The trio agree some of the most magical moments in Mamma Mia! happen when the girls relive their Donna and the Dynamos performances. They say dressing up is one of the best things about performing, and donning the costumes helps them get into character and lose any inhibitions. “There are moments in every show where the things you’ve been working so hard on in the rehearsal room come together and everything just flows,” says Delia. “You can feel the audience coming along for the ride with you and there’s an amazing energy. We want people dressing up, singing along and dancing in the aisles. Everyone gets to have a good time and celebrate with music we all love.” Presented in Auckland by Amici Productions and Auckland Music Theatre Inc, Mamma Mia! features an all-new set and costume design. Other cast members include Richard Neame as Sam, Steve O’Rielly as Harry, Aimee Gray as Sophie and Rory Nolan as Sky.


4 – 23 March | The Civic


Four tickets to the final performance of Mamma Mia! Visit to enter.



Rhys Darby

on home soil

OLD MOUT CIDER COMEDY GALA 24 April, 8pm | $94.90* The Civic JIM JEFFERIES 25 April, 8.30pm | $49.90* ASB Theatre, Aotea Centre

Who better to talk to about the 2014 NZ International Comedy Festival than one of our most successful comedy exports. Because Rhys Darby is currently on the other side of the world, we asked one of the people closest to him to talk to Rhys about the festival and his upcoming show – his wife and manager Rosie Carnahan Darby.


uckland is home for Rhys Darby: he may live in LA, but this is home. He grew up in the eastern suburbs riding his bike to the beach, bussing into town on a Friday night and watching Star Wars at The Civic. This year he returns to The Civic, which is significant for him; he feels like his Mum can truly tell he is successful when he sells out Auckland’s most iconic theatre… again. Just up the road is The Classic comedy club, where he cut his teeth as a comic and still remembers the excitement when he booked

his first Thursday pro night. “The Classic and the NZ International Comedy Festival are still the petrie dishes for developing comedy talent in New Zealand. Without them we’d all still be begging bars to let us tell jokes for a beer,” Rhys remembers. For Rhys, meeting the international comics who would prop up the bar late at night during the festival was the turning point. “They all told me I was good, that I had universal appeal. So, after the second Billy T nomination my girlfriend and I headed to the UK.” Doors opened and he was worked

off his feet for six years. Those comics he met in the late ’90s are still mates, part of the international comedy family. Then came Flight of the Conchords, TV, films and America. But would any of this have happened without performing to a handful of people in obscure little venues in the late ’90s? Probably not. Rhys is enthusiastic about comedy in NZ; he always tries to catch local shows “because it is fun to see them at the beginning, then watch their journey to comedic superstardom, or abject poverty. Although I always make sure I pay for tickets, the poverty sucks.”

Image by Al Best, Modsquad

If you want to see someone whose star has risen, and continues to rise, you can see Rhys in Mr Adventure. It’s a show about how life is an adventure, whether you're exploring the biggest shopping mall in America or tracking mountain gorillas in Rwanda. It will of course include Rhys’ trademark storytelling, sound effects and fantastical tales. He's excited that Cornish rappers Hedluv + Passman will be joining him on stage too. He explains, “Well, The Civic is an epic theatre; so it deserves an epic show with epic lo-fi casiotone music.”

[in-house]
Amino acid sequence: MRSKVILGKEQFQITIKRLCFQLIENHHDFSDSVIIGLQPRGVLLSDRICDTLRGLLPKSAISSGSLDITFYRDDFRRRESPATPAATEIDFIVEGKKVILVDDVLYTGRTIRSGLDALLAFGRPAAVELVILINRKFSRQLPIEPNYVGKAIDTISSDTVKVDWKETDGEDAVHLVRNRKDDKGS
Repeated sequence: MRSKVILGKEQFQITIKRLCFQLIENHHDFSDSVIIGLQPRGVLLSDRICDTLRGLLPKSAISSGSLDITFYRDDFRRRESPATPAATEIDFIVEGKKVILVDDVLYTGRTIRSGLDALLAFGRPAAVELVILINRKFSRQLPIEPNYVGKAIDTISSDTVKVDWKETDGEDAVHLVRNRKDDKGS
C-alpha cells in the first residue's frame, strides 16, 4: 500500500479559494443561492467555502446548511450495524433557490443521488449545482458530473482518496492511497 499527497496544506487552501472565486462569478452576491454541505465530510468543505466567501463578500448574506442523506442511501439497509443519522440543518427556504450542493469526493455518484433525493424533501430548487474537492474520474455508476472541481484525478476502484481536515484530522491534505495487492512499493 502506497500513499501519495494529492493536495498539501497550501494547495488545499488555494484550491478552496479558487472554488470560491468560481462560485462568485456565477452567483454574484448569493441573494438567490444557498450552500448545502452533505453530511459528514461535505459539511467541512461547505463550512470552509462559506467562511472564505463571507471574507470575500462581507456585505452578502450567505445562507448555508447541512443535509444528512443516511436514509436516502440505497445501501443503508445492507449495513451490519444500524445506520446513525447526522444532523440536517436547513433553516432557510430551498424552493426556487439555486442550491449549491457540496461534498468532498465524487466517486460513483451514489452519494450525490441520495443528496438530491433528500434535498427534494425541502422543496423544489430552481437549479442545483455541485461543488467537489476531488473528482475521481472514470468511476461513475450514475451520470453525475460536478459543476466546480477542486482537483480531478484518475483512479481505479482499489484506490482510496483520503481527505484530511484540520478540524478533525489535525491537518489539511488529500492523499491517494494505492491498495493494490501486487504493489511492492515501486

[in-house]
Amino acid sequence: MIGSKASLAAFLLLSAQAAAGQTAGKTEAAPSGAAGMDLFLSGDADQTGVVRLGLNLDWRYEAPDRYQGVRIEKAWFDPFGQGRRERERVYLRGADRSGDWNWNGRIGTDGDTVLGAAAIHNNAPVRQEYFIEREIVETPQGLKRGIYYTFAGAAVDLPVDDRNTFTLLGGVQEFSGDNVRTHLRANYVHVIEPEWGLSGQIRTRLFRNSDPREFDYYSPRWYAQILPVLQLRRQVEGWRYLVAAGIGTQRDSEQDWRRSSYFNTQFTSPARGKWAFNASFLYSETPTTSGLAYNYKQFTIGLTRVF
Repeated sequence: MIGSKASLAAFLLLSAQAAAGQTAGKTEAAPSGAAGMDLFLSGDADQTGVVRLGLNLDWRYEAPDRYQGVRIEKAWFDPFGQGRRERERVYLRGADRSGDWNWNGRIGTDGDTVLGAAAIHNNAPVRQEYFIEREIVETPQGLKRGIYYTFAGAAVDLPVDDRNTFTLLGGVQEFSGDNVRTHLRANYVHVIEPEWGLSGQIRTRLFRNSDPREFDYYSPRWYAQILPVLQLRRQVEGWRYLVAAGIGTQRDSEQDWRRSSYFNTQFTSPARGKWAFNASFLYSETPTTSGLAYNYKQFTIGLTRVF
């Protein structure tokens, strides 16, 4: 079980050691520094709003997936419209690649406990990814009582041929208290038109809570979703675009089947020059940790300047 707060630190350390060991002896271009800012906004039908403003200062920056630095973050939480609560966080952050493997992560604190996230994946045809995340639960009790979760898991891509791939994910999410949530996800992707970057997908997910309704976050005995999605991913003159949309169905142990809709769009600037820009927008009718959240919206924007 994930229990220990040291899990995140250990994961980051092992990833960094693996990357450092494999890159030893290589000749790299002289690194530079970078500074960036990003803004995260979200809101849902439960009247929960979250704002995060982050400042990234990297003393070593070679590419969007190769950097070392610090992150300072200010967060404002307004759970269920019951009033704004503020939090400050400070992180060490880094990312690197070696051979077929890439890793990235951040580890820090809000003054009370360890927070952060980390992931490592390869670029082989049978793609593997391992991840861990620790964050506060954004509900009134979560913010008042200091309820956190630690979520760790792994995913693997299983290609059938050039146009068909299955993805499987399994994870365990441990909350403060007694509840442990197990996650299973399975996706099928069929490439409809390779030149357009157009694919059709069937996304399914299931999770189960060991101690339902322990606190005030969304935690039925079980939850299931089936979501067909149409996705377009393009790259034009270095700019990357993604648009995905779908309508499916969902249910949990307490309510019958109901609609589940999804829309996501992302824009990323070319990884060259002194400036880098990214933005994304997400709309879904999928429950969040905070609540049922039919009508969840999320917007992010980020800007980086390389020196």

8 & 9 May | The Civic







JEFF ACHTEM OF BUNK PUPPETS IN STICKS, STONES, BROKEN BONES 29 April – 3 May, 11am & 6.30pm $20 – $25* Herald Theatre, Aotea Centre BIRDS OF PARADISE 2 & 3 May, 8.45pm | $36 – $42* Comedy Chamber, Auckland Town Hall AMNESTY INTERNATIONAL PRESENTS THE SECRET POLICEMAN’S BALL 4 May, 7pm | $40* Comedy Chamber, Auckland Town Hall THE BIG SHOW 5 – 10 & 12 – 17 May, 8.45pm $38.50 – $48.50 Comedy Chamber, Auckland Town Hall PROMISE AND PROMISCUITY BY JANE AUSTEN AND PENNY ASHTON 6 ­– 10 May, 7pm | $20 – $25* Herald Theatre, Aotea Centre TOM WRIGGLESWORTH: UTTERLY AT ODDS WITH THE UNIVERSE 6 – 10 May, 9pm | $20 – $26* Herald Theatre, Aotea Centre RHYS DARBY: MR ADVENTURE 8 & 9 May, 8pm | $42.50 – $47.50* The Civic THE GOOD GUYS 11 May, 7pm | $35* Comedy Chamber, Auckland Town Hall SQUIDBOY 13 – 17 May, 7pm | $20 – $25* Herald Theatre, Aotea Centre KRAKEN 13 – 17 May, 9pm | $20 – $25* Herald Theatre, Aotea Centre HAIRY SOUL MAN: KAI SMYTHE & 7-PIECE SOUL BAND 15 – 17 May, 7pm | $25 – $28* Comedy Chamber, Auckland Town Hall The full festival line-up will be announced on 5 March at


LIVE calendar DANCE DON QUIXOTE The Imperial Russian Ballet Company will bring this flamboyant and festive ballet to New Zealand in March. 28 & 29 March, 8pm | $55 – $97* ASB Theatre, Aotea Centre SHEN YUN An extraordinary journey across 5,000 years of Chinese civilisation! With classical Chinese dance, a unique orchestra blending East and West, dazzling costumes and amazing animated backdrops, Shen Yun will transport you to another world. 11 April, 7.30pm & 12 April, 2.00pm & 7.30pm | $50 – $120* ASB Theatre, Aotea Centre RNZB: COPPÉLIA The Royal New Zealand Ballet presents Coppélia – a ballet that combines laughter, mystery, romance and the finest classical ballet in a fun-filled spectacle. 28 – 31 May | $25 – $145* ASB Theatre, Aotea Centre See Bruce Mason Centre section for more dates



CARL BARRON: A ONE ENDED STICK Carl returns to New Zealand with his acclaimed new show. Get ready for something a little different with Carl's new monologue/ stand-up/ music show. More Troy stories, worms, ants, acid, and being Carl Barron are all explored. 1 March, 8pm | $44.90* ASB Theatre, Aotea Centre

NZIFF AUTUMN EVENTS: A CLASSIC WEEKEND AT THE CIVIC IN APRIL Astaire. Brando. Hepburn. Herzog. Miyazaki. Orson Welles. NZIFF presents legends of the giant screen this autumn on the magnificent Civic screen. 11 – 13 April | Various The Civic